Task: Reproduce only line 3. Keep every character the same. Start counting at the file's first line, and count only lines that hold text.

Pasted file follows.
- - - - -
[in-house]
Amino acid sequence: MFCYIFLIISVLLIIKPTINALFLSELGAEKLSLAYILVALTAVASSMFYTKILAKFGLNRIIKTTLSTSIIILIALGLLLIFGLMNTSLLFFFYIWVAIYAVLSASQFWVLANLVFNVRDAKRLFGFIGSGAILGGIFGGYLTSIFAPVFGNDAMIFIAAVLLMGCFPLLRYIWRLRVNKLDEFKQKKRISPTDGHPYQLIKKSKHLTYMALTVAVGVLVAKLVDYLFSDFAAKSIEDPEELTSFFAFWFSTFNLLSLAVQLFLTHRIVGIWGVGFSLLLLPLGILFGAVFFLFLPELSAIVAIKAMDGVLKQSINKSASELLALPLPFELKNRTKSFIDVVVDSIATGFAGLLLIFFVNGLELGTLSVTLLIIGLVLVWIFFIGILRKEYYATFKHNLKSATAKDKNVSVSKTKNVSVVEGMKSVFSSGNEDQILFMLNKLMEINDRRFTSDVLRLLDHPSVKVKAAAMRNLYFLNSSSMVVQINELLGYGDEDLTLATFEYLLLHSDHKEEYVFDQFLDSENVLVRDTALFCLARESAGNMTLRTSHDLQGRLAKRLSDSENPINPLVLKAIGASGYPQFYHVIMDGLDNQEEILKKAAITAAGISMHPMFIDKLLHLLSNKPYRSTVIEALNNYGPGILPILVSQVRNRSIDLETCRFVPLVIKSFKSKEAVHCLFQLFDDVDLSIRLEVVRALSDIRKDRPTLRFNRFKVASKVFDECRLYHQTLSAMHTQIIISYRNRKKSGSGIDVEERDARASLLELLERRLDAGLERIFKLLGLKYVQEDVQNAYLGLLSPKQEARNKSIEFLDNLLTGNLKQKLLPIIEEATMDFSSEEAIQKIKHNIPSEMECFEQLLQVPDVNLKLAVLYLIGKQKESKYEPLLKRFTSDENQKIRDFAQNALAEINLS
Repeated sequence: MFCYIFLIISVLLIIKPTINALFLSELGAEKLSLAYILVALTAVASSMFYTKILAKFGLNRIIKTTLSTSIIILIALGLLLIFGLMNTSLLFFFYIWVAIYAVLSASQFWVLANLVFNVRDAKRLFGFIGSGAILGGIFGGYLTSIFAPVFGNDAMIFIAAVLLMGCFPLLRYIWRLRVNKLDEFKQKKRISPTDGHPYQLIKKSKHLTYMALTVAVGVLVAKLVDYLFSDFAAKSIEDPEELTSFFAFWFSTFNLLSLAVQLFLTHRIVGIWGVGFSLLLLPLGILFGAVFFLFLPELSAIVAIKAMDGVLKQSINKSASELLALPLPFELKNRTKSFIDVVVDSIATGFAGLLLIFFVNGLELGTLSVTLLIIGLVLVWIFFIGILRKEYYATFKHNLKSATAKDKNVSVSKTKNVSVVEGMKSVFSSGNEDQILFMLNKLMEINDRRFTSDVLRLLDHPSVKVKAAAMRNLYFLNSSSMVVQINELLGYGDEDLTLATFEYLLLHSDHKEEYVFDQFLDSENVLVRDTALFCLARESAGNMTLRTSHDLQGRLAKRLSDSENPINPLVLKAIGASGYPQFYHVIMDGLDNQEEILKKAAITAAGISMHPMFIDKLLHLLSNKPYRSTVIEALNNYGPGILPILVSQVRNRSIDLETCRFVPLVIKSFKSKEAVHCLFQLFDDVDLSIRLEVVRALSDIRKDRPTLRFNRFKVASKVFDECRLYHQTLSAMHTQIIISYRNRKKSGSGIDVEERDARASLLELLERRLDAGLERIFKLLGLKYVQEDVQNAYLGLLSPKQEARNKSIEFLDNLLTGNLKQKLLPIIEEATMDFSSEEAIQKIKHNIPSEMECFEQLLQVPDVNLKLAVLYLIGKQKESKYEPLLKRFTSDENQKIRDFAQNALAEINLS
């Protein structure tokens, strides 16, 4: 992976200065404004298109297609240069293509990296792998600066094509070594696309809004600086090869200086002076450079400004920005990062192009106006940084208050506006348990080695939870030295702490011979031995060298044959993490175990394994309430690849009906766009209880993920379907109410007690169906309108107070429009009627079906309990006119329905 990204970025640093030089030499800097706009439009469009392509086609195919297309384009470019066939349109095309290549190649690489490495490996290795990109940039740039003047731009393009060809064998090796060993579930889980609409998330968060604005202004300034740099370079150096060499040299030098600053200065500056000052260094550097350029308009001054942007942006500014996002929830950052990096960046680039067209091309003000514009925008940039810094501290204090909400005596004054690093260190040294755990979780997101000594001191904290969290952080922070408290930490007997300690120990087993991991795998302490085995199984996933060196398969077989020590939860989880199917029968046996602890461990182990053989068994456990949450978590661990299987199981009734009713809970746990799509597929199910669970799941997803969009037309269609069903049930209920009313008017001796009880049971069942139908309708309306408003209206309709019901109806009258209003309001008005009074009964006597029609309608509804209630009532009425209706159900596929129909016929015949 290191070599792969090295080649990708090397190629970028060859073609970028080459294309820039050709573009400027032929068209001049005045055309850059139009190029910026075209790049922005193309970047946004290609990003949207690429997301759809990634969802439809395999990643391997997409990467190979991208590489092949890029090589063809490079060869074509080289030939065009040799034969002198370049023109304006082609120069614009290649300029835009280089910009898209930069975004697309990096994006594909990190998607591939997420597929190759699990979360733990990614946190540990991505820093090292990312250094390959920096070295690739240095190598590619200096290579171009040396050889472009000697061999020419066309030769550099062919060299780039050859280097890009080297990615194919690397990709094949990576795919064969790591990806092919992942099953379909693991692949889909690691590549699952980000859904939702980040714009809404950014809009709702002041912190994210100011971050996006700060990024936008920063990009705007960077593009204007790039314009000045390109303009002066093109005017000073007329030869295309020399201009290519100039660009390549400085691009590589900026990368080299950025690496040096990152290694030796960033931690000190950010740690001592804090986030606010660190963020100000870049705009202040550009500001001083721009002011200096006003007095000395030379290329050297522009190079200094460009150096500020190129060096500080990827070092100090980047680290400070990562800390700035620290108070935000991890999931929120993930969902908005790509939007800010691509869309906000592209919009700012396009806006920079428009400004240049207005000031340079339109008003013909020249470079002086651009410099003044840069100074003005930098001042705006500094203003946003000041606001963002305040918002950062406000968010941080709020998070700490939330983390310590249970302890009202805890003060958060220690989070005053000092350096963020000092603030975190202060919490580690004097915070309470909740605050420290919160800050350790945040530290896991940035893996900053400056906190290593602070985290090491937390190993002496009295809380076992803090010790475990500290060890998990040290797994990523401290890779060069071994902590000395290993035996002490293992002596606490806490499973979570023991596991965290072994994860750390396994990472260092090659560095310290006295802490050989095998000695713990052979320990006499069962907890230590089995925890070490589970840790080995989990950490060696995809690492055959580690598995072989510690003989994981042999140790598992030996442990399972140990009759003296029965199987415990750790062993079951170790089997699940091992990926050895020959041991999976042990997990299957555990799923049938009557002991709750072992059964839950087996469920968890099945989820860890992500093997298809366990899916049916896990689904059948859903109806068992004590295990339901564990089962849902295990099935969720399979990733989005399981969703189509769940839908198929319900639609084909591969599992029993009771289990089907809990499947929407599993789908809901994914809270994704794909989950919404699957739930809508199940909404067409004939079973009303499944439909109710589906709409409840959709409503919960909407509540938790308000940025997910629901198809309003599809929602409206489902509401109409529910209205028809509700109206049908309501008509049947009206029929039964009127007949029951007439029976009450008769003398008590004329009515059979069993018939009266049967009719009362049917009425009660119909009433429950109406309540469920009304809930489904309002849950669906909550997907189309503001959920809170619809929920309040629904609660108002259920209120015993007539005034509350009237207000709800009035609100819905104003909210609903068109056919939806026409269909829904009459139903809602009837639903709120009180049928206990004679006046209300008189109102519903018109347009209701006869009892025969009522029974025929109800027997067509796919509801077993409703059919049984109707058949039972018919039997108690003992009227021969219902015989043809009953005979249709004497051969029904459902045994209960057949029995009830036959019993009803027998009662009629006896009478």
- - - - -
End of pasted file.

Repeated sequence: MFCYIFLIISVLLIIKPTINALFLSELGAEKLSLAYILVALTAVASSMFYTKILAKFGLNRIIKTTLSTSIIILIALGLLLIFGLMNTSLLFFFYIWVAIYAVLSASQFWVLANLVFNVRDAKRLFGFIGSGAILGGIFGGYLTSIFAPVFGNDAMIFIAAVLLMGCFPLLRYIWRLRVNKLDEFKQKKRISPTDGHPYQLIKKSKHLTYMALTVAVGVLVAKLVDYLFSDFAAKSIEDPEELTSFFAFWFSTFNLLSLAVQLFLTHRIVGIWGVGFSLLLLPLGILFGAVFFLFLPELSAIVAIKAMDGVLKQSINKSASELLALPLPFELKNRTKSFIDVVVDSIATGFAGLLLIFFVNGLELGTLSVTLLIIGLVLVWIFFIGILRKEYYATFKHNLKSATAKDKNVSVSKTKNVSVVEGMKSVFSSGNEDQILFMLNKLMEINDRRFTSDVLRLLDHPSVKVKAAAMRNLYFLNSSSMVVQINELLGYGDEDLTLATFEYLLLHSDHKEEYVFDQFLDSENVLVRDTALFCLARESAGNMTLRTSHDLQGRLAKRLSDSENPINPLVLKAIGASGYPQFYHVIMDGLDNQEEILKKAAITAAGISMHPMFIDKLLHLLSNKPYRSTVIEALNNYGPGILPILVSQVRNRSIDLETCRFVPLVIKSFKSKEAVHCLFQLFDDVDLSIRLEVVRALSDIRKDRPTLRFNRFKVASKVFDECRLYHQTLSAMHTQIIISYRNRKKSGSGIDVEERDARASLLELLERRLDAGLERIFKLLGLKYVQEDVQNAYLGLLSPKQEARNKSIEFLDNLLTGNLKQKLLPIIEEATMDFSSEEAIQKIKHNIPSEMECFEQLLQVPDVNLKLAVLYLIGKQKESKYEPLLKRFTSDENQKIRDFAQNALAEINLS